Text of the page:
GSK starts big African
study of injectable drug to prevent HIV
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[November 30, 2017] (Reuters)
- ViiV Healthcare, GlaxoSmithKline Plc's
HIV unit, said on Thursday it started an African study to evaluate
long-acting injectable drug for the prevention of HIV infection in
sexually active women.
The cabotegravir study seeks to enrol 3,200 women aged 18 to 45
years from sub-Saharan African countries, ViiV Healthcare said in a
The HPTN 084 Phase III study will evaluate injections given every
two months, ViiV Healthcare said.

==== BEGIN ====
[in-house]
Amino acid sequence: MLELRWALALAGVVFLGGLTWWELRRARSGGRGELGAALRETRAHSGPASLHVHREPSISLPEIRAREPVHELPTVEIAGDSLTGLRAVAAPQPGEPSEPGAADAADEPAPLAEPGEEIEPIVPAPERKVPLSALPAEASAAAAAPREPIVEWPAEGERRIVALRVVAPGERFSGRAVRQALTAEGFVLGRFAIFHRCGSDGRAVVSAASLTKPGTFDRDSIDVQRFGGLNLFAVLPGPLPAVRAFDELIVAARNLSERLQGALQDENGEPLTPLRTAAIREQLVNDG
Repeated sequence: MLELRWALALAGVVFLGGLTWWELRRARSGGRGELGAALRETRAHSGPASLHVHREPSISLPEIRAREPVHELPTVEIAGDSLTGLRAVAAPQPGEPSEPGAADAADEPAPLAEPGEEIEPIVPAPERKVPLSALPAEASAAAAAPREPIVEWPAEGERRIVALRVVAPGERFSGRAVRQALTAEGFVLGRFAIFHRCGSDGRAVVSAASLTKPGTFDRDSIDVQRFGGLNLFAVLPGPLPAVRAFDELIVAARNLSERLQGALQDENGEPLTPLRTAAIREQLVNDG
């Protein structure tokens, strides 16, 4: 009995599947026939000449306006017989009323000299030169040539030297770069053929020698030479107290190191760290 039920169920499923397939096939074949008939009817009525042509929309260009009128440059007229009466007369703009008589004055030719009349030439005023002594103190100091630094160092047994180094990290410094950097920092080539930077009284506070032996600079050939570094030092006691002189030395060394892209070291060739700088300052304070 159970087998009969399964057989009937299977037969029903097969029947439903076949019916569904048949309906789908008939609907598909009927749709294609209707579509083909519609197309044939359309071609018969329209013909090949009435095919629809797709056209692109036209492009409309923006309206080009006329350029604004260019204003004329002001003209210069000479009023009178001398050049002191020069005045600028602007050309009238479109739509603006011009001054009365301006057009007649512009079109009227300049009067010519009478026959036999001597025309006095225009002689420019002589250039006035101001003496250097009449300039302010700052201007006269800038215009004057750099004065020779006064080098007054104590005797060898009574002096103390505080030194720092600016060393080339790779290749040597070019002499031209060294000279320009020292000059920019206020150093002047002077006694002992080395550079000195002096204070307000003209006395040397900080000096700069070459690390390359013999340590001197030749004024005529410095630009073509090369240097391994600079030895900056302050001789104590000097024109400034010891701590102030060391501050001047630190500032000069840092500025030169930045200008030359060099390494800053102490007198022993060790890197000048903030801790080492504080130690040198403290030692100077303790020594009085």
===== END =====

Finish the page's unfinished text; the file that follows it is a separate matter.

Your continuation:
The study is being conducted through a public-private funding by
ViiV Healthcare, the National Institute of Allergy and Infectious
Diseases (NIAID), part of the National Institutes of Health (NIH),
and the Bill & Melinda Gates Foundation, the company said.
Viiv Healthcare in 2016 had started a large study on HIV-uninfected
men and transgender women who have sex with men to test an
experimental long-acting injection for preventing the virus that
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(Reporting by Subrat Patnaik in Bengaluru; Editing by Akshay Lodaya)
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